If you are going through a divorce and have children, the most pressing issue you will confront is assuring their well being. In addition to concerns about the welfare of one’s children, the financial implications of divorce can be enormous. What financial obligations will each parent have with respect to the children? What financial obligations will one have to an ex-spouse?
Going through a divorce is a trying time, and perhaps the most difficult experience one will face in a lifetime. Children involved can make the experience all the more difficult since parents put the needs of their children before themselves. It is important to have a grasp of all issues one will encounter in a divorce as early as possible in the divorce process so that appropriate strategy can be adopted.
To protect your children’s interests, as well as your own, you may need to create a trusted team of experts and advisors in place to guide you through the divorce process in court. While one can file for one’s own divorce, when children or support is an issue, it is normal to utilize professionals. Depending on the complexity of your divorce, your team will likely be comprised not only of attorneys, but possibly family counselors, psychologists, forensic accountants, and other potential experts that will render opinions on what is in the best interest of your children in terms of custody, the financial standard of living of the parties during the marriage, and what financial spousal and child support obligations the parties have. Of course, you will need your close family and friends supporting you as well.
Let us examine the basic law with respect to spousal and child support in California. Before reading further, the reader should review our articles on The Basics of Divorce Law in California and Child Custody and Visitation Under California Law.
The Basic Law:
When a married couple with children gets divorced, they have a legal obligation as parents to support their minor children. One of the parties may have a legal obligation to support the ex-spouse as well.
In California, child and spousal support amounts are calculated using guidelines developed by the State Legislature. Usually, judges use a computer program to calculate support amounts but ultimately the support amount is determined by the court which has some discretion. Many variables are plugged into the program to produce the final calculation. The statutory guidelines also set forth various other factors the court may consider in making child and spousal support orders, which are discussed in detail below.
Factors in Determination of Child Support Orders
California Family Code Section 3900 sets forth the obligation of parents to support minor children, “…in a manner suitable to the child’s circumstances,” and the duty exists regardless of the existence of a valid marriage.
The primary factors the court considers in making a child support order are the relative income/means of the parties, and the amount of time each parent spends with the children. Courts must adhere to the uniform child support guideline codified in California Family Code Section 4050 et seq.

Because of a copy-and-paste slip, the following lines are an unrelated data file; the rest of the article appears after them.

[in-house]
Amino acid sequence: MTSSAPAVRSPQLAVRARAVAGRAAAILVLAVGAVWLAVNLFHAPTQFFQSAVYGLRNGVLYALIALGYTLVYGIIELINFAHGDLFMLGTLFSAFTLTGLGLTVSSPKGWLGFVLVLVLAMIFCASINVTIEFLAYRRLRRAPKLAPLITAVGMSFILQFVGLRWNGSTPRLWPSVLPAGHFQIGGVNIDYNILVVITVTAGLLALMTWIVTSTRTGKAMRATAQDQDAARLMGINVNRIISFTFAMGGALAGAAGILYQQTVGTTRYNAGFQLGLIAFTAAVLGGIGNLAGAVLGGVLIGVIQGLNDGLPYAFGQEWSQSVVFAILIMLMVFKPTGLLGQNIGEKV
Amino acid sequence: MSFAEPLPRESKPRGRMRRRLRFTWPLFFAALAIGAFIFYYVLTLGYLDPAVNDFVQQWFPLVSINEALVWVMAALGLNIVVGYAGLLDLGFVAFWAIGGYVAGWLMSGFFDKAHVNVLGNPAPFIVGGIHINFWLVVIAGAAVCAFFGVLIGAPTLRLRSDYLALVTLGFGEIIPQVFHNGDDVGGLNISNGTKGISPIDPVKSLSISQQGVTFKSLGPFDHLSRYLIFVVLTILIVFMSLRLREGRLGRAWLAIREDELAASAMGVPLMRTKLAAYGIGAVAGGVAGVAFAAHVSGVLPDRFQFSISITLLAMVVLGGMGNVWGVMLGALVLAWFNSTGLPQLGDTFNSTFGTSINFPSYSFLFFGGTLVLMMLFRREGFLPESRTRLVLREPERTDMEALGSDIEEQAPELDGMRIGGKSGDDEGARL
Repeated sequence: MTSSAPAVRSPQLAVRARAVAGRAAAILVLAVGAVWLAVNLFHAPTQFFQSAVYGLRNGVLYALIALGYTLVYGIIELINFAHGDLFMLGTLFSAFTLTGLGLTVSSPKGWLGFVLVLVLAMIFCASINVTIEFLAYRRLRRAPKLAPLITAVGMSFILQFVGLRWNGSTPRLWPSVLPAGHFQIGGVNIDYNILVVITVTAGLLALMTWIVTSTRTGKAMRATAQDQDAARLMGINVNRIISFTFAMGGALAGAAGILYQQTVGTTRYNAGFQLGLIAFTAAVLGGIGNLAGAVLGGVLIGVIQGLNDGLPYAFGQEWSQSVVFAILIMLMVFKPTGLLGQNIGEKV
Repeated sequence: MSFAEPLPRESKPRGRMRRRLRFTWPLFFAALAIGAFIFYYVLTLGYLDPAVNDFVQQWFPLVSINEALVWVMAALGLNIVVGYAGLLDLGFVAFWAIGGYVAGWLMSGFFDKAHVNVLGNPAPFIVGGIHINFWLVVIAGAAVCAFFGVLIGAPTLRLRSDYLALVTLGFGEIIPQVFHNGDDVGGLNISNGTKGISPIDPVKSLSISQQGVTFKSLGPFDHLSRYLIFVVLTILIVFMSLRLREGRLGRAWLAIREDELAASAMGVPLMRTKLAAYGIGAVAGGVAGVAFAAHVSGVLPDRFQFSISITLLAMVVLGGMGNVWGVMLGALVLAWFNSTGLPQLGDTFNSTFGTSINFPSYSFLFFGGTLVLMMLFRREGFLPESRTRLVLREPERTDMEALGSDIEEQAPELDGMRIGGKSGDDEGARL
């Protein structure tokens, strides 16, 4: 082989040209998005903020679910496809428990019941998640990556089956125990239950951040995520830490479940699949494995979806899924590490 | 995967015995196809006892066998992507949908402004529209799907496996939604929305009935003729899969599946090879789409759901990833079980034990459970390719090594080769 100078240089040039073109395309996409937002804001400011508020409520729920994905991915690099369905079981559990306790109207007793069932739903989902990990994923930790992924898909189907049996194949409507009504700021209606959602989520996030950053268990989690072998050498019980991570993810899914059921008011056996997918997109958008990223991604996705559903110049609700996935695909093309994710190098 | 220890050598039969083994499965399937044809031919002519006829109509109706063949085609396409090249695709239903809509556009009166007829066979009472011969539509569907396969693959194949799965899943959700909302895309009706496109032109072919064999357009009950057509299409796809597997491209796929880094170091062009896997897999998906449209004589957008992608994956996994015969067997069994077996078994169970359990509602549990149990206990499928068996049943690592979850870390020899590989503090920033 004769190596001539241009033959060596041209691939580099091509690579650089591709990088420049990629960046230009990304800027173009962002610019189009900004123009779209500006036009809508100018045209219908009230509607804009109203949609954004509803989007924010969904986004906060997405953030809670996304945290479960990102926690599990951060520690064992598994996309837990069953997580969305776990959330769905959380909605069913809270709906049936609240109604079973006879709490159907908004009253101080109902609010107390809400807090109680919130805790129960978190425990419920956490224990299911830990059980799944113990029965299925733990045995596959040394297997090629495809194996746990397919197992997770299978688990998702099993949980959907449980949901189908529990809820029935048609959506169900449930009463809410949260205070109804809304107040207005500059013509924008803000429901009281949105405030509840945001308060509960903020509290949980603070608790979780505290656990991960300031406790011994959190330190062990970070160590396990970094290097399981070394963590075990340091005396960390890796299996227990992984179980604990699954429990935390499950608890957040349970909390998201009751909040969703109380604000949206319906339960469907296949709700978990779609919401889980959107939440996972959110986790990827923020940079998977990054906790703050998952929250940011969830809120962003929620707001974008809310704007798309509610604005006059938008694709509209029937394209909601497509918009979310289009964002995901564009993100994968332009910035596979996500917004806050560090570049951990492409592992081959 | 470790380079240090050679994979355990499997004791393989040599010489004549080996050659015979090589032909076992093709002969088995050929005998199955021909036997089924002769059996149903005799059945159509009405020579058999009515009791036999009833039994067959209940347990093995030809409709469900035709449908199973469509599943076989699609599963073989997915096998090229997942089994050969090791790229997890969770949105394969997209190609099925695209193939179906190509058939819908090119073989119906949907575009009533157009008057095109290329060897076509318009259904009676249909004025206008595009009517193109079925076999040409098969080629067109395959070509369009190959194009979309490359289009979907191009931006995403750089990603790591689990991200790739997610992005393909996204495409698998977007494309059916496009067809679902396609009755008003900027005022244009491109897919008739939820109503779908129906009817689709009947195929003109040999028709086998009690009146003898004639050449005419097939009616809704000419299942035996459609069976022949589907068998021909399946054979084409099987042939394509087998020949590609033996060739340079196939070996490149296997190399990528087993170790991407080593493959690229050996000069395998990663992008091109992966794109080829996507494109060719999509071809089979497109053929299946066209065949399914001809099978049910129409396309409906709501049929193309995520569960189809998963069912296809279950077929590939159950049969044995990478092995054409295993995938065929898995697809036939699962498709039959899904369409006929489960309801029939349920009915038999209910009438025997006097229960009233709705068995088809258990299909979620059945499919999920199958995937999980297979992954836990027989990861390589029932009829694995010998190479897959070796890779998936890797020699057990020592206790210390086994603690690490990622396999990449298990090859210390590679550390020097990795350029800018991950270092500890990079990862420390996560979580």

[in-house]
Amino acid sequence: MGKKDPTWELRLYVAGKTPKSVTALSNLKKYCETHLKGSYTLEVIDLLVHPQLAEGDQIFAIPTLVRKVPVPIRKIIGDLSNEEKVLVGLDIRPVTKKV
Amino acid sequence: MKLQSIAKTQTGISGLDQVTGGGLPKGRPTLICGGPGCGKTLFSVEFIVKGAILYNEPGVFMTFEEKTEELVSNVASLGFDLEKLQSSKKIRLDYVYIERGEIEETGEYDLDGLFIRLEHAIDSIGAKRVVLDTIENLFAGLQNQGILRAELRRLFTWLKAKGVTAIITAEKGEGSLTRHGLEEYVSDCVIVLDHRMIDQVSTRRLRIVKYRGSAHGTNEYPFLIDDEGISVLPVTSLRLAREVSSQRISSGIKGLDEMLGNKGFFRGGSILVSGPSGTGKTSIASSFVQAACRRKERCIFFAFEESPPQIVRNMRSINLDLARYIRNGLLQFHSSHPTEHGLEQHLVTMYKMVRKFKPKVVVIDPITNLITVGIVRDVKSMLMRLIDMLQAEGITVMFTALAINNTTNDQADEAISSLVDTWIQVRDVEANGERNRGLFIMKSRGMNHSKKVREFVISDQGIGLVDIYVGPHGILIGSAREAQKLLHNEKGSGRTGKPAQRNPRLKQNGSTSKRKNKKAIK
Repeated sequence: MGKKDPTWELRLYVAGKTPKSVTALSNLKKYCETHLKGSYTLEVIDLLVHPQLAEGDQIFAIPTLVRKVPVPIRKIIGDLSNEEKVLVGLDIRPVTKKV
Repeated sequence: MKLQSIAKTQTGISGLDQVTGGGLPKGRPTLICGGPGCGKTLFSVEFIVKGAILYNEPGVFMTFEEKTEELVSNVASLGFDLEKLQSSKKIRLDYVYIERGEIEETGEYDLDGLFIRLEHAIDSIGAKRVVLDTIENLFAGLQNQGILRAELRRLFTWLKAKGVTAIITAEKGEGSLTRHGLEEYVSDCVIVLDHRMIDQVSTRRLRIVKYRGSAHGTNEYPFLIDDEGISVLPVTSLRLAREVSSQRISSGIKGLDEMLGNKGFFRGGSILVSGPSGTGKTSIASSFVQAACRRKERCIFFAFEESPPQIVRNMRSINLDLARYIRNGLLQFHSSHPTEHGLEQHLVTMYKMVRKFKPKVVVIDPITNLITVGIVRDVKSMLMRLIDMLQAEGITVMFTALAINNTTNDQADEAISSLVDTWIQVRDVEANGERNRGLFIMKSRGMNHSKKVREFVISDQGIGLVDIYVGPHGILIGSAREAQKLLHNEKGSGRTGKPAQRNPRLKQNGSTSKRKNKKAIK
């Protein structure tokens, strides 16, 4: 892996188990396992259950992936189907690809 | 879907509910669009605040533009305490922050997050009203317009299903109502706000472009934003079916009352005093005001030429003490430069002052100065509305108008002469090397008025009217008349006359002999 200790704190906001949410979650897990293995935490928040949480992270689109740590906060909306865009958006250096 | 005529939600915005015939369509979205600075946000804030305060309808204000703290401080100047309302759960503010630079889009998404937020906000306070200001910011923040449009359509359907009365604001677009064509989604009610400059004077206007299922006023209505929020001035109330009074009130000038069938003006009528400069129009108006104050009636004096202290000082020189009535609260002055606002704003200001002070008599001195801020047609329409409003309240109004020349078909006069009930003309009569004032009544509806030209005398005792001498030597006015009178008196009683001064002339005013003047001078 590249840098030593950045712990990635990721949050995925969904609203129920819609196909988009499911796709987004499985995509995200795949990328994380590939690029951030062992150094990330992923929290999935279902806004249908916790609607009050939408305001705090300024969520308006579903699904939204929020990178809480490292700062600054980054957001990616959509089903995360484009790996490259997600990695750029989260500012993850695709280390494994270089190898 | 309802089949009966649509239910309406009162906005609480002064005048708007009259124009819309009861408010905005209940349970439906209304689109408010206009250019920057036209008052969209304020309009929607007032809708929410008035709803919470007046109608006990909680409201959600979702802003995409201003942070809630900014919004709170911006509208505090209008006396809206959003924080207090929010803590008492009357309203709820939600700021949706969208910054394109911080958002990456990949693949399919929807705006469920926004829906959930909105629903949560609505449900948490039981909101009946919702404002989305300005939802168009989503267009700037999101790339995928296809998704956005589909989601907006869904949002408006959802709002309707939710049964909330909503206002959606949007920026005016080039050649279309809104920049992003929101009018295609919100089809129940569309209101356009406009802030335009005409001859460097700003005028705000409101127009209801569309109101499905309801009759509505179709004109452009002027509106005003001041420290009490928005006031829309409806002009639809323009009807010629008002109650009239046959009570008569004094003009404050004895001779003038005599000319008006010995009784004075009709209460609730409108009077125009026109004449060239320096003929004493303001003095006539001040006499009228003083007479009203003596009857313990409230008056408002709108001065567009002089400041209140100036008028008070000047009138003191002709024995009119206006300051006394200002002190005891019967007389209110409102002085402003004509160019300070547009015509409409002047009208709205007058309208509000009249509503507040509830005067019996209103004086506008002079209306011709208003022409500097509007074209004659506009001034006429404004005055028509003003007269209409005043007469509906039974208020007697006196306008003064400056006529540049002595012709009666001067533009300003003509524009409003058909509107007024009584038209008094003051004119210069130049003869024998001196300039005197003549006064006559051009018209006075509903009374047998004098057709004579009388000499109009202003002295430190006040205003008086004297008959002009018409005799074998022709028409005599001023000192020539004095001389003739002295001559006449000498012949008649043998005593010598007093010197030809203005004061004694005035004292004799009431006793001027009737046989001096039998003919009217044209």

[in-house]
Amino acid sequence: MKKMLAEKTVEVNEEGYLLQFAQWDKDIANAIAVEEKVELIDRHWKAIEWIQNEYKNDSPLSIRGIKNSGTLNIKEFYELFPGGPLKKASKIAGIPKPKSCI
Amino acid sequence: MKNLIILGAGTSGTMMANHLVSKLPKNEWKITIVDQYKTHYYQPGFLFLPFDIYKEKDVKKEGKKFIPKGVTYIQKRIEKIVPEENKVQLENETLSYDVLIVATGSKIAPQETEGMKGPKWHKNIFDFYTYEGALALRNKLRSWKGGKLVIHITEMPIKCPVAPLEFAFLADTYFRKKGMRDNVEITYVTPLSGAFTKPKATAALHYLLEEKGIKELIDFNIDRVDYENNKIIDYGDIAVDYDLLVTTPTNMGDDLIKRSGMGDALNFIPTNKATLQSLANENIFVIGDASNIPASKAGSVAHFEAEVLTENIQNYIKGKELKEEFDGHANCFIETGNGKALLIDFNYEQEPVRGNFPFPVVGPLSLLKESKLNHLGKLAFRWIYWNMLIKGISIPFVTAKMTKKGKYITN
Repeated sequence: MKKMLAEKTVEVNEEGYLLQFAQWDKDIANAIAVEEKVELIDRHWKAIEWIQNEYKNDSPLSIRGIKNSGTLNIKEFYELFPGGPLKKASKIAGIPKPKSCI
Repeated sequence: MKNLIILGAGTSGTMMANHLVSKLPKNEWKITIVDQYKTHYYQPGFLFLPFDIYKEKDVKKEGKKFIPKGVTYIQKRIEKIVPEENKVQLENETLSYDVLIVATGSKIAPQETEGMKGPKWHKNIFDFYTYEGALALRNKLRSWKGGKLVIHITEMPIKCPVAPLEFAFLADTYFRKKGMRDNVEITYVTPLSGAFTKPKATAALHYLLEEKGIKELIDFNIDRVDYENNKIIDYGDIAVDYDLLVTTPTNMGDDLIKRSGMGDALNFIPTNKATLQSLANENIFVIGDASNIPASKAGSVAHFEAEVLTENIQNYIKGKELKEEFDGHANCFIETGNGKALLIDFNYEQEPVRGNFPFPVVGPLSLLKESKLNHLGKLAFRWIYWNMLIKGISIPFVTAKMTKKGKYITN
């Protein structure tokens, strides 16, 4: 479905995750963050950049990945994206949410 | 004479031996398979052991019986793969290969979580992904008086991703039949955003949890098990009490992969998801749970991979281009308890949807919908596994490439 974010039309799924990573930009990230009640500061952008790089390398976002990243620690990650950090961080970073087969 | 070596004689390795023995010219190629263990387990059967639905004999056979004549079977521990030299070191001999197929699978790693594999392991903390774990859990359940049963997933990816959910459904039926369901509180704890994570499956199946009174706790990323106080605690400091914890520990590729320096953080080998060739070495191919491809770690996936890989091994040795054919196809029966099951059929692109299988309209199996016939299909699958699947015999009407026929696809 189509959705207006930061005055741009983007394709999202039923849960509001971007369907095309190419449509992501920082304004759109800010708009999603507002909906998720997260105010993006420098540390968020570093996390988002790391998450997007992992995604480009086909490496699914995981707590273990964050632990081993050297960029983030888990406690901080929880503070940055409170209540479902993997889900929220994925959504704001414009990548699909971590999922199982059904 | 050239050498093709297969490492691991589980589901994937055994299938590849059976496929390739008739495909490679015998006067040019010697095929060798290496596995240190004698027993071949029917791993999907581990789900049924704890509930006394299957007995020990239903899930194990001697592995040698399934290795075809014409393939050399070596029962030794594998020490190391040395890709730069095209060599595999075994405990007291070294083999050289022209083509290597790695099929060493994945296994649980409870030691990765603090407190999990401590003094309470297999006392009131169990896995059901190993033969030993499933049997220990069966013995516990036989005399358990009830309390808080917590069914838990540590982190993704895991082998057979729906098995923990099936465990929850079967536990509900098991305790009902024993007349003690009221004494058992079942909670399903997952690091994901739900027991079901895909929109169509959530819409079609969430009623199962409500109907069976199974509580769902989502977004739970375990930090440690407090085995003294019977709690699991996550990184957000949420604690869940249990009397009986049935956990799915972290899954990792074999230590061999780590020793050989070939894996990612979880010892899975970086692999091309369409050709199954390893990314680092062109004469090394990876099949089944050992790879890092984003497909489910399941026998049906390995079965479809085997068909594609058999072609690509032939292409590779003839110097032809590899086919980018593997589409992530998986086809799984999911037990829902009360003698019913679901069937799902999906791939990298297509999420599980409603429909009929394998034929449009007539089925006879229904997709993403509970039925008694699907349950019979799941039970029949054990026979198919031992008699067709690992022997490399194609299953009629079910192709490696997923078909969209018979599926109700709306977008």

The uniform guideline set forth the following governing principles (in addition to others not included below):
a) The parents’ support duty is commensurate with the parents’ economic circumstances, and both parents are mutually responsible for the support of their children.
b) The formula for determining the amount of support factors is each parent’s income and the level of responsibility for the children, as well as each parent’s ability to pay.
c) The support order should reflect the parents’ standard of living during the marriage, even when this benefits a particular parent. Significant disparities between the children’s living standards in the two homes should be minimized. Support orders should reflect the state’s high standard of living and high costs of raising children compared to other states.
d) The guideline sets forth a presumption that the parent having primary physical responsibility for the children contributes a significant portion of resources for the support of the children and this should be factored in when determining what the other parent should contribute.
e) The guideline is intended to be presumptively correct in all cases, and only under special circumstances should child support orders fall below the child support mandated by the guideline formula.
f) Whether "fairness" permits the exercise of judicial discretion in fixing a particular child support award itself must be determined with reference to the statutory guideline factors and policy directives as applied to the parties' circumstances as a whole.
The guideline formula for computing child support is set forth in California Family Code Section 4055 (a). The child support amount is calculated as follows:
Child Support Amount = K [HN - (H%) (TN)]
K = a factor of both parent’s income allocated for child support as set forth in Ca Fam § 4055(b)(3). K will be (1+H%) or (2-H%) depending on the high earner’s percent of time having primary physical responsibility for the child.
HN = high earner's net monthly disposable income.
H% = the approximate percentage of time high earner has or will have primary physical responsibility for the children compared to the other parent.
TN = total net monthly disposable income of both parties.
If the formula results in a positive number, the high earner pays the low earner. If the formula results in a negative number, the low earner pays the high earner.
California Family Code Section 4050 et seq. also provides for two tiers of "add-on" child support amounts, including "mandatory" and "discretionary" add-on amounts.
Mandatory add-on items: The following expenses must be ordered as additional child support (California Family Code Section 4062(a)): (a) child care costs related to a parent’s employment or reasonably necessary education or training for employment skills; and (b) uninsured health care costs, meaning uninsured health care costs for the children.
Discretionary add-on items: The court may order the following items payable as additional child support (California Family Code Section 4062(b)): (a) costs related to the children's educational or other special needs; and (b) travel expenses for visitation.
Add on expenses are divided one-half to each parent, unless either parent requests a different apportionment and presents documentation showing a different apportionment would be more appropriate.